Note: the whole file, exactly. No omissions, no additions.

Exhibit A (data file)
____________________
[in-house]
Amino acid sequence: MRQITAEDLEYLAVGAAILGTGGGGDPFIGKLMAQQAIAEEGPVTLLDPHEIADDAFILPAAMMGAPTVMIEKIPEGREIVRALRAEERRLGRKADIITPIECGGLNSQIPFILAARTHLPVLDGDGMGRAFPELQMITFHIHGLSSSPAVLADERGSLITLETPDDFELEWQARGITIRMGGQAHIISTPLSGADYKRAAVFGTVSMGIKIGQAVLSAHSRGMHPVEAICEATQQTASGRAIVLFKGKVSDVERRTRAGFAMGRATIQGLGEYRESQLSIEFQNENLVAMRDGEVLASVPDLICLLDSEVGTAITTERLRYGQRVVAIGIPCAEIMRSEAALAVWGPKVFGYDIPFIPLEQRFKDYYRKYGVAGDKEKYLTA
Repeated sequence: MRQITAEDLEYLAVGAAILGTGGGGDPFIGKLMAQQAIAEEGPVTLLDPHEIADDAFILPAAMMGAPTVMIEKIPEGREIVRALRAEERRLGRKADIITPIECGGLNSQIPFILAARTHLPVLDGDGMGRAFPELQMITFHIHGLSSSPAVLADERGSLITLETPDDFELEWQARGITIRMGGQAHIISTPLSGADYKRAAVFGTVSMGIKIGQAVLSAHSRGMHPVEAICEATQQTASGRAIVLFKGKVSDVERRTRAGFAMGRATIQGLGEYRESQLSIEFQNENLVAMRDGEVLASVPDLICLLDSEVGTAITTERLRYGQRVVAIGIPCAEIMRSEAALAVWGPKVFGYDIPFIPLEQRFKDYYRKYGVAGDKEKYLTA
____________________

[in-house]
Amino acid sequence: MRQITAEDLEYLAVGAAILGTGGGGDPFIGKLMAQQAIAEEGPVTLLDPHEIADDAFILPAAMMGAPTVMIEKIPEGREIVRALRAEERRLGRKADIITPIECGGLNSQIPFILAARTHLPVLDGDGMGRAFPELQMITFHIHGLSSSPAVLADERGSLITLETPDDFELEWQARGITIRMGGQAHIISTPLSGADYKRAAVFGTVSMGIKIGQAVLSAHSRGMHPVEAICEATQQTASGRAIVLFKGKVSDVERRTRAGFAMGRATIQGLGEYRESQLSIEFQNENLVAMRDGEVLASVPDLICLLDSEVGTAITTERLRYGQRVVAIGIPCAEIMRSEAALAVWGPKVFGYDIPFIPLEQRFKDYYRKYGVAGDKEKYLTA
Repeated sequence: MRQITAEDLEYLAVGAAILGTGGGGDPFIGKLMAQQAIAEEGPVTLLDPHEIADDAFILPAAMMGAPTVMIEKIPEGREIVRALRAEERRLGRKADIITPIECGGLNSQIPFILAARTHLPVLDGDGMGRAFPELQMITFHIHGLSSSPAVLADERGSLITLETPDDFELEWQARGITIRMGGQAHIISTPLSGADYKRAAVFGTVSMGIKIGQAVLSAHSRGMHPVEAICEATQQTASGRAIVLFKGKVSDVERRTRAGFAMGRATIQGLGEYRESQLSIEFQNENLVAMRDGEVLASVPDLICLLDSEVGTAITTERLRYGQRVVAIGIPCAEIMRSEAALAVWGPKVFGYDIPFIPLEQRFKDYYRKYGVAGDKEKYLTA